GHENT, Belgium — Andy Murray ended a 77-year wait for a British man to win the Wimbledon title and he is on the verge of snapping an even longer drought in the Davis Cup final.
The best-of-five series between Britain and Belgium starts Friday with David Goffin playing Kyle Edmund, who will be making his Davis Cup debut in the final. Murray then plays Ruben Bemelmans, who was surprisingly picked over higher-ranked Steve Darcis.
Captains can change their picks and Belgium's Johan van Herck has indicated that he could take advantage of that option.
"The weekend will be long," van Herck said. "I think we took the best decision and we'll see who will play Saturday and Sunday."
Murray said he was not bothered by the prospect of perhaps playing three matches in three days.
"I am happy to take as much pressure on my shoulder as needed," Murray said after the draw, where he was also listed to play in Saturday's doubles. "I should be fine here.
"There's nerves there, obviously. That's really a positive thing. When I'm not nervous is normally when I worry a little bit. It's obviously a big opportunity for all of us. I believe that we prepared as best we can," Murray said.
The 20-year-old Edmund got the nod after convincing captain Leon Smith in practice.
Smith also retained James Ward for reverse singles if the series is decided on Sunday. According to the draw, the reverse singles feature Goffin vs. Murray and Bemelmans vs. Edmund, but that could change.
Britain is the only nation to have competed in all Davis Cup editions since 1900 and is seeking its 10th title. The United States has the most with 32, while Australia has 28.
But the last time Britain won the Davis Cup was in 1936, when Fred Perry won the decisive match against Jack Crawford for a 3-2 win over Australia.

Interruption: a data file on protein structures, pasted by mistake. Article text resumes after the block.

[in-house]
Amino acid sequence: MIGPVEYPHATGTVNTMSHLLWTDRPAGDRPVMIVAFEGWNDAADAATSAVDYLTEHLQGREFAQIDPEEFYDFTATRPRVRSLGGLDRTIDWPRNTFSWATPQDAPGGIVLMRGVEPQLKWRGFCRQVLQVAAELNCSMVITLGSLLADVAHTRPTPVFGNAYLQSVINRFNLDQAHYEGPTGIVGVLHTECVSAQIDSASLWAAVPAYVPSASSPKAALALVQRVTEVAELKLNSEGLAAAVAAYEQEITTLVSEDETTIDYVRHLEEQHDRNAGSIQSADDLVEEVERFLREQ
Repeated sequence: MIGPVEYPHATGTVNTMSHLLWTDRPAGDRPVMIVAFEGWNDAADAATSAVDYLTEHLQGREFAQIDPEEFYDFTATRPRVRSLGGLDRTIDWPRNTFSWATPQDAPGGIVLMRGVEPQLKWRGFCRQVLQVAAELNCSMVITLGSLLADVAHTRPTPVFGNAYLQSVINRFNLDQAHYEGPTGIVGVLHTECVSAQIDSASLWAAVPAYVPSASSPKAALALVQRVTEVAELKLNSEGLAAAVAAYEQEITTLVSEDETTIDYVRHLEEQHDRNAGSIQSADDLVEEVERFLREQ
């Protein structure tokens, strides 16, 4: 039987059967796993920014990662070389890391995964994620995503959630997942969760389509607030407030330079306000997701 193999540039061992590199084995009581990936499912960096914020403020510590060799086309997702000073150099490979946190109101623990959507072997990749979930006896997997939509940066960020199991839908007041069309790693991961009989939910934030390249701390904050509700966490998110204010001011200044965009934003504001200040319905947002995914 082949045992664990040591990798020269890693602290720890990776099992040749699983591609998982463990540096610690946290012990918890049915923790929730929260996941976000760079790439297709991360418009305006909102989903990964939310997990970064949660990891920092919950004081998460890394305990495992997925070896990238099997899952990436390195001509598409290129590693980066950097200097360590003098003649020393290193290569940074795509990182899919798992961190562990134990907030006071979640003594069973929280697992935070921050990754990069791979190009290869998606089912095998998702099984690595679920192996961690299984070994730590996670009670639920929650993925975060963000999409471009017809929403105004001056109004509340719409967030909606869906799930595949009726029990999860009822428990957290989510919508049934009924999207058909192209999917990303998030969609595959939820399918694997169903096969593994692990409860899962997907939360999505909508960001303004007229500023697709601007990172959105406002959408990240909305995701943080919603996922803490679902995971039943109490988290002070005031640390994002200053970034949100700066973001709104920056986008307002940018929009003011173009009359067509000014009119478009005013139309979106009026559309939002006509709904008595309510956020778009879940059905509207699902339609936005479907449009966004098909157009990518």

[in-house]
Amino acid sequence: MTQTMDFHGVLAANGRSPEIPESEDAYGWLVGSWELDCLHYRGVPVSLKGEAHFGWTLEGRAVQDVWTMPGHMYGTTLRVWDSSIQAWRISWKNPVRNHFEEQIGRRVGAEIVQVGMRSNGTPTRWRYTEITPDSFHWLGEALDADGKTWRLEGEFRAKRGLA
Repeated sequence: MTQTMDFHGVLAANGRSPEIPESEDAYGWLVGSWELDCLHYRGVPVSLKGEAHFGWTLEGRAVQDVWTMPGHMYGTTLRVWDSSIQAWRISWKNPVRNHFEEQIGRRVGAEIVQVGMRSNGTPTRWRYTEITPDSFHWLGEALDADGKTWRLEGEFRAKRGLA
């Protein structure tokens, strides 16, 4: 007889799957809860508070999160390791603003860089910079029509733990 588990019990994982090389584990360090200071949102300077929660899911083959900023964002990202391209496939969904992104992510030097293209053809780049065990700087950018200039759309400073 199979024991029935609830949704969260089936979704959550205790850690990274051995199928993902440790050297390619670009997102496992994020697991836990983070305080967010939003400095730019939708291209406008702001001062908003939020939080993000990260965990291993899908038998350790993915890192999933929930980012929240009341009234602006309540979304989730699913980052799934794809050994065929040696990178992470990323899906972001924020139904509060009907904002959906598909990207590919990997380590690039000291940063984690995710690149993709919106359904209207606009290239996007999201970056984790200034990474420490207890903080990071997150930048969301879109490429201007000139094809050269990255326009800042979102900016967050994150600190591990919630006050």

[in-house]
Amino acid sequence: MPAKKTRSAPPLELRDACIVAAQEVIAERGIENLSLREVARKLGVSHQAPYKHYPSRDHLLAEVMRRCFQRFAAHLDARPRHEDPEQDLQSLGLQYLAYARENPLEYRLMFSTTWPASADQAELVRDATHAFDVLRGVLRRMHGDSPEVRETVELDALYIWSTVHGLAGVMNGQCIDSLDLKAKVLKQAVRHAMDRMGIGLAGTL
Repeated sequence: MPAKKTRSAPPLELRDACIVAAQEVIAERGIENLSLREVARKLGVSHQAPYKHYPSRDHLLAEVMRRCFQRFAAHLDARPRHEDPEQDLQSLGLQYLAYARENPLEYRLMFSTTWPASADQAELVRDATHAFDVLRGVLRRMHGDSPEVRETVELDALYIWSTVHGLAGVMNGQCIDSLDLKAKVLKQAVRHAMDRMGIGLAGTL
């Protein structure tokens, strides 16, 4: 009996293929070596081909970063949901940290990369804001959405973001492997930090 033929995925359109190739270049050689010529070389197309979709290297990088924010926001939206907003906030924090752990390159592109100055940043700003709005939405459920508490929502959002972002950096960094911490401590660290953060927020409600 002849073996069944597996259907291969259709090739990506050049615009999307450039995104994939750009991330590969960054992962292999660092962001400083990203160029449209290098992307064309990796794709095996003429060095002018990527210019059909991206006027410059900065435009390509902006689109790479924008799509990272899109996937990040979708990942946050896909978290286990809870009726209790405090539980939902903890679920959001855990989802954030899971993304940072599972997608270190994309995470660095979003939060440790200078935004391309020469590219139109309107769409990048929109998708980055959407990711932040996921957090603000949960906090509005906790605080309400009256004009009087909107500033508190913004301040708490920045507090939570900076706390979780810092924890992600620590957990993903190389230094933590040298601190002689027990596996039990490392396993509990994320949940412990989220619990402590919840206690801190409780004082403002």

Incidentally, Perry won the Wimbledon singles title that year and no British man won the championship again until Murray in 2013.
This is Britain's 18th appearance in the Davis Cup final. Only the United States (61) and Australia (47) have played more finals. Britain's last final was in 1978, when it lost 4-1 to the United States.
Belgium is bidding for its first title in its first final in 111 years — when it lost 5-0 to Britain at Wimbledon.
If Belgium wins, it will be the 15th nation to lift the coveted trophy.
Britain's hopes clearly depend on Murray adjusting to clay after playing on a hard indoor surface in London two weeks ago at the ATP finals.
Murray can become only the third player after John McEnroe in 1982 and Mats Wilander in 1983 to win all eight singles matches in a Davis Cup year since the introduction of the World Group in 1981.
Belgium, which played and won all three previous times this year at home, picked clay as the surface in the Flanders Expo hall.
The series comes amid heightened security following the Paris attacks and the Brussels lockdown. Thursday's draw was moved from a music hall to the match venue and a party has been canceled. The British team delayed its arrival by a day, until Monday.
Subway transport and schools were shut in Brussels and sporting events canceled while soldiers patrolled the streets because of fears of a Paris-style attack.
The hunt for suspects of the Paris attacks goes on in the Brussels area. Schools and the subway system reopened on Wednesday but the alert level will remain the same for the rest of the week.
Organizers have warned spectators coming to the 13,000-seat arena to take extra time in arriving because of time-consuming security checks. Bags will not be allowed into the arena.
The head of the International Tennis Federation, David Haggerty, has said he expects a full arena.
"We want to make sure the players are safe, fans are safe, staff, everybody that's here," Haggerty said this week. "I'm sure there have been cancellations but at the same time there are also people that are looking for tickets so it might be a chance for them to come."